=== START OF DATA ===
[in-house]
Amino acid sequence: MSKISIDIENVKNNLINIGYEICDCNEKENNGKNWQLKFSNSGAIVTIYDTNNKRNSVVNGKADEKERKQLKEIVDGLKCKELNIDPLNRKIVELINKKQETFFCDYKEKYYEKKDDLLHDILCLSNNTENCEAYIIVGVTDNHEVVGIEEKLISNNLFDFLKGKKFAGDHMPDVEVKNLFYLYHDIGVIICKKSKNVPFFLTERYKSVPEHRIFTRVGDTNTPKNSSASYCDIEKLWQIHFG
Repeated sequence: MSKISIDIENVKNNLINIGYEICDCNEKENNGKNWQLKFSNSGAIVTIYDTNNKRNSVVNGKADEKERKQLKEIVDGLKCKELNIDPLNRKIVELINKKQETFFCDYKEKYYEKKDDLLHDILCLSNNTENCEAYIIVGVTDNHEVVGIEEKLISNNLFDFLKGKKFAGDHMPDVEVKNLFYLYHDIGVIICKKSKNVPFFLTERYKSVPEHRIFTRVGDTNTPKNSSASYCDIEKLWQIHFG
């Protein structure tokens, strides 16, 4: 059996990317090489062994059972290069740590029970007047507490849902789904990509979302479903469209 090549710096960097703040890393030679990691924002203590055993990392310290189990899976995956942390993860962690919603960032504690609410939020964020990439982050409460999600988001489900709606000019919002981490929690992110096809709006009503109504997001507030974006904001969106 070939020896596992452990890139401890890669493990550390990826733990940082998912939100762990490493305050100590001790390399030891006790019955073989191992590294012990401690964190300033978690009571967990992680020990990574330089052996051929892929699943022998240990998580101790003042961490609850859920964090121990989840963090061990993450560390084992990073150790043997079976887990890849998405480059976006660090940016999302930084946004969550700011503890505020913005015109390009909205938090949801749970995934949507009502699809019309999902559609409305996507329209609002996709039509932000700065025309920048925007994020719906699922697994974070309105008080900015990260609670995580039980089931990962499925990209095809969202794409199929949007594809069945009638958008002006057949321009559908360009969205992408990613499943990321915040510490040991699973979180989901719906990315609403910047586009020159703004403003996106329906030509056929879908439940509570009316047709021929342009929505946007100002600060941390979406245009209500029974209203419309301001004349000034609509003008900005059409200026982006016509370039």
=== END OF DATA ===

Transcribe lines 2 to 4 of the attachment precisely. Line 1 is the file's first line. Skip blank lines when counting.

Amino acid sequence: MSKISIDIENVKNNLINIGYEICDCNEKENNGKNWQLKFSNSGAIVTIYDTNNKRNSVVNGKADEKERKQLKEIVDGLKCKELNIDPLNRKIVELINKKQETFFCDYKEKYYEKKDDLLHDILCLSNNTENCEAYIIVGVTDNHEVVGIEEKLISNNLFDFLKGKKFAGDHMPDVEVKNLFYLYHDIGVIICKKSKNVPFFLTERYKSVPEHRIFTRVGDTNTPKNSSASYCDIEKLWQIHFG
Repeated sequence: MSKISIDIENVKNNLINIGYEICDCNEKENNGKNWQLKFSNSGAIVTIYDTNNKRNSVVNGKADEKERKQLKEIVDGLKCKELNIDPLNRKIVELINKKQETFFCDYKEKYYEKKDDLLHDILCLSNNTENCEAYIIVGVTDNHEVVGIEEKLISNNLFDFLKGKKFAGDHMPDVEVKNLFYLYHDIGVIICKKSKNVPFFLTERYKSVPEHRIFTRVGDTNTPKNSSASYCDIEKLWQIHFG
């Protein structure tokens, strides 16, 4: 059996990317090489062994059972290069740590029970007047507490849902789904990509979302479903469209 090549710096960097703040890393030679990691924002203590055993990392310290189990899976995956942390993860962690919603960032504690609410939020964020990439982050409460999600988001489900709606000019919002981490929690992110096809709006009503109504997001507030974006904001969106 070939020896596992452990890139401890890669493990550390990826733990940082998912939100762990490493305050100590001790390399030891006790019955073989191992590294012990401690964190300033978690009571967990992680020990990574330089052996051929892929699943022998240990998580101790003042961490609850859920964090121990989840963090061990993450560390084992990073150790043997079976887990890849998405480059976006660090940016999302930084946004969550700011503890505020913005015109390009909205938090949801749970995934949507009502699809019309999902559609409305996507329209609002996709039509932000700065025309920048925007994020719906699922697994974070309105008080900015990260609670995580039980089931990962499925990209095809969202794409199929949007594809069945009638958008002006057949321009559908360009969205992408990613499943990321915040510490040991699973979180989901719906990315609403910047586009020159703004403003996106329906030509056929879908439940509570009316047709021929342009929505946007100002600060941390979406245009209500029974209203419309301001004349000034609509003008900005059409200026982006016509370039």